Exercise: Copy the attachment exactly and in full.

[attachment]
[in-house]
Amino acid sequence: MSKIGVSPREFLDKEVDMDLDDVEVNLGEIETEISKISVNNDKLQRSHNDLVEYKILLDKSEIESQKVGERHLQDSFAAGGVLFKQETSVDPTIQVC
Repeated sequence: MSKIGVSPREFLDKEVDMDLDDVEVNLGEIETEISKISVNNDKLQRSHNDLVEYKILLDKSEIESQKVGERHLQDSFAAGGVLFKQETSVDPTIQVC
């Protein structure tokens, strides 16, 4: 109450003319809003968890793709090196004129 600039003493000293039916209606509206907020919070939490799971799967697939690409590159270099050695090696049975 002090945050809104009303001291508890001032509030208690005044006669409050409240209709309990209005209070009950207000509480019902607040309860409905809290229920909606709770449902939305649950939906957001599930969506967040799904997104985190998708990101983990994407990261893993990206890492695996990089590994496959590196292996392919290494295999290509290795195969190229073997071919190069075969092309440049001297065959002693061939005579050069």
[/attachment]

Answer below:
[in-house]
Amino acid sequence: MSKIGVSPREFLDKEVDMDLDDVEVNLGEIETEISKISVNNDKLQRSHNDLVEYKILLDKSEIESQKVGERHLQDSFAAGGVLFKQETSVDPTIQVC
Repeated sequence: MSKIGVSPREFLDKEVDMDLDDVEVNLGEIETEISKISVNNDKLQRSHNDLVEYKILLDKSEIESQKVGERHLQDSFAAGGVLFKQETSVDPTIQVC
């Protein structure tokens, strides 16, 4: 109450003319809003968890793709090196004129 600039003493000293039916209606509206907020919070939490799971799967697939690409590159270099050695090696049975 002090945050809104009303001291508890001032509030208690005044006669409050409240209709309990209005209070009950207000509480019902607040309860409905809290229920909606709770449902939305649950939906957001599930969506967040799904997104985190998708990101983990994407990261893993990206890492695996990089590994496959590196292996392919290494295999290509290795195969190229073997071919190069075969092309440049001297065959002693061939005579050069």